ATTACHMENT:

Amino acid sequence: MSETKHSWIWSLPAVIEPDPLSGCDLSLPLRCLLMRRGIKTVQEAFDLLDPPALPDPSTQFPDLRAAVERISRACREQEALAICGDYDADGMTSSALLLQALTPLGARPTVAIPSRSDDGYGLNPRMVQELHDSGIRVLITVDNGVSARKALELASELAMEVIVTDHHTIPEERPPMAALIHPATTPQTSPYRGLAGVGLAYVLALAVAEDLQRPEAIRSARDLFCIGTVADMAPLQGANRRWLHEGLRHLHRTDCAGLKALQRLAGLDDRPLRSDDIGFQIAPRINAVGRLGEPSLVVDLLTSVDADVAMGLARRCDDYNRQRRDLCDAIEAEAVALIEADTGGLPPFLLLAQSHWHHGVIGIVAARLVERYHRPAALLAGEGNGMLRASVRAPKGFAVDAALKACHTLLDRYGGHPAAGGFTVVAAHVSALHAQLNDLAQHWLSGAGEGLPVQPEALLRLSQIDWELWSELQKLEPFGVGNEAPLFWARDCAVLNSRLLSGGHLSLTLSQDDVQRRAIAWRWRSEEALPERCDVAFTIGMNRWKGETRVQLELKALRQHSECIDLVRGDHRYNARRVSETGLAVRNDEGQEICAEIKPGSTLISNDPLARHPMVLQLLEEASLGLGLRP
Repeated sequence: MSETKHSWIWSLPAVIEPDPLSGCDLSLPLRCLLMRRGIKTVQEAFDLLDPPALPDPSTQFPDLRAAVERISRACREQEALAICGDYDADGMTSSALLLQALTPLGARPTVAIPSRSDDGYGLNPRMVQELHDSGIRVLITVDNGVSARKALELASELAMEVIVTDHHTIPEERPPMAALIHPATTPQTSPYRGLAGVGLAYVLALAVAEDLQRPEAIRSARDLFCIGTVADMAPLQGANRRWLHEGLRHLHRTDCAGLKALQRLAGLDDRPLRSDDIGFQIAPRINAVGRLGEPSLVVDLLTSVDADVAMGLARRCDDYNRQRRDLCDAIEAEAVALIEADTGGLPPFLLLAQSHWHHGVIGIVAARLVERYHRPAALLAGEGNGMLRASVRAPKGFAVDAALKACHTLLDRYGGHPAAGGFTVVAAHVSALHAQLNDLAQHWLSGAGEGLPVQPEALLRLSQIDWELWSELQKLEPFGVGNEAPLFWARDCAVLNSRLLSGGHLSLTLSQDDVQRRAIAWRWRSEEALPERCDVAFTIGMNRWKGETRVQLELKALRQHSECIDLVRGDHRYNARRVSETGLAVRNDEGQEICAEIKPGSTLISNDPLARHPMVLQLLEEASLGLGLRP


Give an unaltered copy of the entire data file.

Amino acid sequence: MSETKHSWIWSLPAVIEPDPLSGCDLSLPLRCLLMRRGIKTVQEAFDLLDPPALPDPSTQFPDLRAAVERISRACREQEALAICGDYDADGMTSSALLLQALTPLGARPTVAIPSRSDDGYGLNPRMVQELHDSGIRVLITVDNGVSARKALELASELAMEVIVTDHHTIPEERPPMAALIHPATTPQTSPYRGLAGVGLAYVLALAVAEDLQRPEAIRSARDLFCIGTVADMAPLQGANRRWLHEGLRHLHRTDCAGLKALQRLAGLDDRPLRSDDIGFQIAPRINAVGRLGEPSLVVDLLTSVDADVAMGLARRCDDYNRQRRDLCDAIEAEAVALIEADTGGLPPFLLLAQSHWHHGVIGIVAARLVERYHRPAALLAGEGNGMLRASVRAPKGFAVDAALKACHTLLDRYGGHPAAGGFTVVAAHVSALHAQLNDLAQHWLSGAGEGLPVQPEALLRLSQIDWELWSELQKLEPFGVGNEAPLFWARDCAVLNSRLLSGGHLSLTLSQDDVQRRAIAWRWRSEEALPERCDVAFTIGMNRWKGETRVQLELKALRQHSECIDLVRGDHRYNARRVSETGLAVRNDEGQEICAEIKPGSTLISNDPLARHPMVLQLLEEASLGLGLRP
Repeated sequence: MSETKHSWIWSLPAVIEPDPLSGCDLSLPLRCLLMRRGIKTVQEAFDLLDPPALPDPSTQFPDLRAAVERISRACREQEALAICGDYDADGMTSSALLLQALTPLGARPTVAIPSRSDDGYGLNPRMVQELHDSGIRVLITVDNGVSARKALELASELAMEVIVTDHHTIPEERPPMAALIHPATTPQTSPYRGLAGVGLAYVLALAVAEDLQRPEAIRSARDLFCIGTVADMAPLQGANRRWLHEGLRHLHRTDCAGLKALQRLAGLDDRPLRSDDIGFQIAPRINAVGRLGEPSLVVDLLTSVDADVAMGLARRCDDYNRQRRDLCDAIEAEAVALIEADTGGLPPFLLLAQSHWHHGVIGIVAARLVERYHRPAALLAGEGNGMLRASVRAPKGFAVDAALKACHTLLDRYGGHPAAGGFTVVAAHVSALHAQLNDLAQHWLSGAGEGLPVQPEALLRLSQIDWELWSELQKLEPFGVGNEAPLFWARDCAVLNSRLLSGGHLSLTLSQDDVQRRAIAWRWRSEEALPERCDVAFTIGMNRWKGETRVQLELKALRQHSECIDLVRGDHRYNARRVSETGLAVRNDEGQEICAEIKPGSTLISNDPLARHPMVLQLLEEASLGLGLRP